A light-hearted and entertaining read, packed with both funny and cringe-worthy moments. Recommended for teenage girls.
When she’s signed up by an acting agent, 15 year-old Elektra immediately dreams of stardom. However, she soon discovers it’s less Hollywood glamour and more embarrassing auditions and constantly waiting for callback. Despite this, Elektra remains determined to succeed even if it’s increasingly difficult to cope with rejection alongside the day-to-day dramas of teen life.
This book has one of the best openings I’ve read recently: I’m dressed as a spider, waiting to go onstage to impersonate a carrot. It could be worse: I could be dressed as a carrot, waiting to go on to impersonate a carrot. That would be even more humiliating… This immediately sets the tone for what is a light-hearted and entertaining read, packed with both funny and cringe-worthy moments.
I lost track of the number of times I laughed out loud. For example, the moment when they’re all asked to share a secret about themselves at the all-important audition and Elektra’s so nervous she blurts out that her left boob is at least one inch smaller than her right. I also loved the way Mum becomes completely irrational whenever Elektra is late or doesn’t answer her phone: as Elektra explains when she said she’d almost called the police, that wasn’t just parental hyperbole, it was fact. She’d phoned them before. I probably had a file.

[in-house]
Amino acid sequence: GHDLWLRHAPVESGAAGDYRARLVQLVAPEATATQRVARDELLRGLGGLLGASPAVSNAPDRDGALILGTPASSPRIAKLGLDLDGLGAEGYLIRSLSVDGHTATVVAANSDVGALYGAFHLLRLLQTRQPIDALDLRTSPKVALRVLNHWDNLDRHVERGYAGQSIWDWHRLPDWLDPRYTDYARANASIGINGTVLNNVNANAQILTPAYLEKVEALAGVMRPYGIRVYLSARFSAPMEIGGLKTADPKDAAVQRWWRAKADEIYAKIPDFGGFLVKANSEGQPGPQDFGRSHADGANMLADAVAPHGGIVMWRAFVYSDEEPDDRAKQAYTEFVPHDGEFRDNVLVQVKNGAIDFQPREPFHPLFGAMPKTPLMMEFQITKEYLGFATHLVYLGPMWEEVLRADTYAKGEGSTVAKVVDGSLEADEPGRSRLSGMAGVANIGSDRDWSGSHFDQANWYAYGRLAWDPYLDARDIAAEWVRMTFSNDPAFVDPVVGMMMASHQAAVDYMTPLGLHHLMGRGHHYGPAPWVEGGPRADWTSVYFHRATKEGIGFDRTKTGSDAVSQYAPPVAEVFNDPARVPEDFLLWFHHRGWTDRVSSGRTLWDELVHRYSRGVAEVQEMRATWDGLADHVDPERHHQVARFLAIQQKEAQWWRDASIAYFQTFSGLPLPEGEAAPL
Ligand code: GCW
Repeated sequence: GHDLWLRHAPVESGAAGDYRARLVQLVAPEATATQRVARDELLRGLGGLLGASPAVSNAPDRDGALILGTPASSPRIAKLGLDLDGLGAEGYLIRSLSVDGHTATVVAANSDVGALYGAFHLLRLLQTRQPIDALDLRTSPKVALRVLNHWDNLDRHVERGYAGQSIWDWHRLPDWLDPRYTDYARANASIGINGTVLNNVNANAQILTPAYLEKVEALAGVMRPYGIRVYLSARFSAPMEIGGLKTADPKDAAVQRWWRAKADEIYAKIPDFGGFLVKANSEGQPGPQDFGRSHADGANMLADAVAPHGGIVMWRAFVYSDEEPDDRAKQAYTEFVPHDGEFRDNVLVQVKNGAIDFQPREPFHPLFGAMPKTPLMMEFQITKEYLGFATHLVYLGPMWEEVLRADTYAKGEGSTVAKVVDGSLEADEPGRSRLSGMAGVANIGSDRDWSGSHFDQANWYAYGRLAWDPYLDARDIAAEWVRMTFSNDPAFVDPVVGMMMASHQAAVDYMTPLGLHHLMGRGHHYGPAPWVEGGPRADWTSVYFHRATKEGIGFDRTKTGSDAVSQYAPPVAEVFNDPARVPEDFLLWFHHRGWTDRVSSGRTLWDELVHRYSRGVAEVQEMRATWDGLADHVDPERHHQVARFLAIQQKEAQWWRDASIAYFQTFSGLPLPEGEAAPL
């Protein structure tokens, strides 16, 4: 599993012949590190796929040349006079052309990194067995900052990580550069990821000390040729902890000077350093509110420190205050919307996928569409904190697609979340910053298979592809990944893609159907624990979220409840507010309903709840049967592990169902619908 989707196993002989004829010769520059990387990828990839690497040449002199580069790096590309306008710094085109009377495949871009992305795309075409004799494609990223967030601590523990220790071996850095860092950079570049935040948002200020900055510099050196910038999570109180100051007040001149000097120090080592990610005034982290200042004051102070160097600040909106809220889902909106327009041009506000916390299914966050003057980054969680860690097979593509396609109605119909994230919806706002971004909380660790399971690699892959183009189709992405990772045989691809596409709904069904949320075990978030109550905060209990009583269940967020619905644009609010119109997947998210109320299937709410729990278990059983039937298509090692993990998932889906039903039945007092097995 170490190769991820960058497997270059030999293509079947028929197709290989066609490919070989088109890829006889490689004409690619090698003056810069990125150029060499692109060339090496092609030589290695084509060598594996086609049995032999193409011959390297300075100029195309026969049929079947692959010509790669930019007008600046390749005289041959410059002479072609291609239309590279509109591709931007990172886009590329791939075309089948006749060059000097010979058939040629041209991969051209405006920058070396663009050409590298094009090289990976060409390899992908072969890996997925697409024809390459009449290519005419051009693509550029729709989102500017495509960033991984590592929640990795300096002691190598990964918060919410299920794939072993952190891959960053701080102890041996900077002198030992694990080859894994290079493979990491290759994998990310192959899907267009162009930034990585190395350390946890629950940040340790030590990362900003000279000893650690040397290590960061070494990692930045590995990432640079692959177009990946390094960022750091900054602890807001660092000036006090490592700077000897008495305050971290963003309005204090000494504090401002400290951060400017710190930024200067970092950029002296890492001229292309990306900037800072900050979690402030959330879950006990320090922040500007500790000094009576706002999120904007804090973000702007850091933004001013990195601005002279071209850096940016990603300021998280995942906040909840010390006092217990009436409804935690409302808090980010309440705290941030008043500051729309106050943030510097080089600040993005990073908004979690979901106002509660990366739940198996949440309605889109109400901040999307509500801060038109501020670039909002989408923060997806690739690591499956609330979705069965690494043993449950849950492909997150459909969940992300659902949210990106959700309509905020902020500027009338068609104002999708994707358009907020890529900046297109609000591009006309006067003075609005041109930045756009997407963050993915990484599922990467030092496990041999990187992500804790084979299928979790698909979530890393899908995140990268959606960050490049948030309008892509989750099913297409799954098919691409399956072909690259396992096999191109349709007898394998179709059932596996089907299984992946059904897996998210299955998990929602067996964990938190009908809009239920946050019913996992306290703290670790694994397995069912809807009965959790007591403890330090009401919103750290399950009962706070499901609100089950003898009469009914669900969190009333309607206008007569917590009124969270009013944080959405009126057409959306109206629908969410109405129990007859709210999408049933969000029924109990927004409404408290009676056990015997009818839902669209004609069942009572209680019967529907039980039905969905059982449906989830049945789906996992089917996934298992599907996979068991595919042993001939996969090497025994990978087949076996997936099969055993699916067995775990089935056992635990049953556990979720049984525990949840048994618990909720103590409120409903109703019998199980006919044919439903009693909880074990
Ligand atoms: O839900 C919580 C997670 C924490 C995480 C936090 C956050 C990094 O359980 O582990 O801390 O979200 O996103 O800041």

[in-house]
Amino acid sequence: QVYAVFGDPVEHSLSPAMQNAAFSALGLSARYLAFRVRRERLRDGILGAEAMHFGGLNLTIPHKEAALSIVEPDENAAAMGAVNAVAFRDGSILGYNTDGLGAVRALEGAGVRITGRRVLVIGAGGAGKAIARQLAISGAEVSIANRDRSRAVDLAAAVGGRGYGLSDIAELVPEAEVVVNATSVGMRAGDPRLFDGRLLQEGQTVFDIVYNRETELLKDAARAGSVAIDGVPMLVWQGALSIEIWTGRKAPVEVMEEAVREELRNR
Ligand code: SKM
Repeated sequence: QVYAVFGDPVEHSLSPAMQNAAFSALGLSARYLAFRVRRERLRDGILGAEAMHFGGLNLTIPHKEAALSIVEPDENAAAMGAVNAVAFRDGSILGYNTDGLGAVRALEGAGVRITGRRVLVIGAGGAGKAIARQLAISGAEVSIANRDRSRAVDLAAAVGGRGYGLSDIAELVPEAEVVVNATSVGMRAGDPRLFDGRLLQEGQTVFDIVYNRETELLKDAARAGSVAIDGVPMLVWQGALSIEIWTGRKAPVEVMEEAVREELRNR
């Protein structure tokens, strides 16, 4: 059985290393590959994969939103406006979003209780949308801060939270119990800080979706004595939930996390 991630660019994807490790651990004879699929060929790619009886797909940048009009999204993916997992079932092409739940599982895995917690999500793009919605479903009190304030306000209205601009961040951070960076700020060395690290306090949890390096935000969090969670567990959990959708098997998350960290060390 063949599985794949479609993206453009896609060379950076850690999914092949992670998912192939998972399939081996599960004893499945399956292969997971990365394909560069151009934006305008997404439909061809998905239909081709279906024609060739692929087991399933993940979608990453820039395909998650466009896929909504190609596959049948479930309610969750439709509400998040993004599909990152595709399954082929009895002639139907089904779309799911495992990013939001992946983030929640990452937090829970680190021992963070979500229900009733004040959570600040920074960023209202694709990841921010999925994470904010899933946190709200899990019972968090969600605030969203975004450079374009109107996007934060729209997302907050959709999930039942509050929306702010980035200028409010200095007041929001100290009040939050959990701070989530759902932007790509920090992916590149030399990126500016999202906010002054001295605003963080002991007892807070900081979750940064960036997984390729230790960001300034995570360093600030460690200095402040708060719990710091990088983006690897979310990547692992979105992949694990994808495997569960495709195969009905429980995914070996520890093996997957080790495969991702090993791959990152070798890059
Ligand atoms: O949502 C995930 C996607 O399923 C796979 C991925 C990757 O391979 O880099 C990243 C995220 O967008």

The plot isn’t particularly original. For example, when Elektra argues with her best friend we know they’ll eventually make up and – despite her ongoing boy troubles – we also know everything will turn out right in the end. However, this doesn’t matter. This story isn’t about the overarching plot: it’s about the experiences along the way and there are plenty here for the average teenage girl to both enjoy and equate to.
Written by a mother and daughter duo, it’s perhaps hardly surprising that the two strongest characters in the book are 15 year-old Elektra and her long-suffering, slightly neurotic, mum. In fact, for me, the relationship between these two is what lifts this book above others of the genre.
One of the authors told me on twitter that they were aiming to write the type of book that readers would take away and enjoy on holiday and they’ve certainly succeeded. However, the book is too good to be consigned purely as a holiday read and I’m confident teenage girls across the country will quickly become fans. I suspect they may struggle to wait for the next instalment, due for publication in January 2017.
If you enjoyed this, you might also enjoy Geek Girl by Holly Smale or Never Evers by Tom Ellen and Lucy Ivison.
Date: January 2016
Publisher: Simon & Schuster
Author’s Website: Honor and Perdita Cargill
Review first published on The Bookbag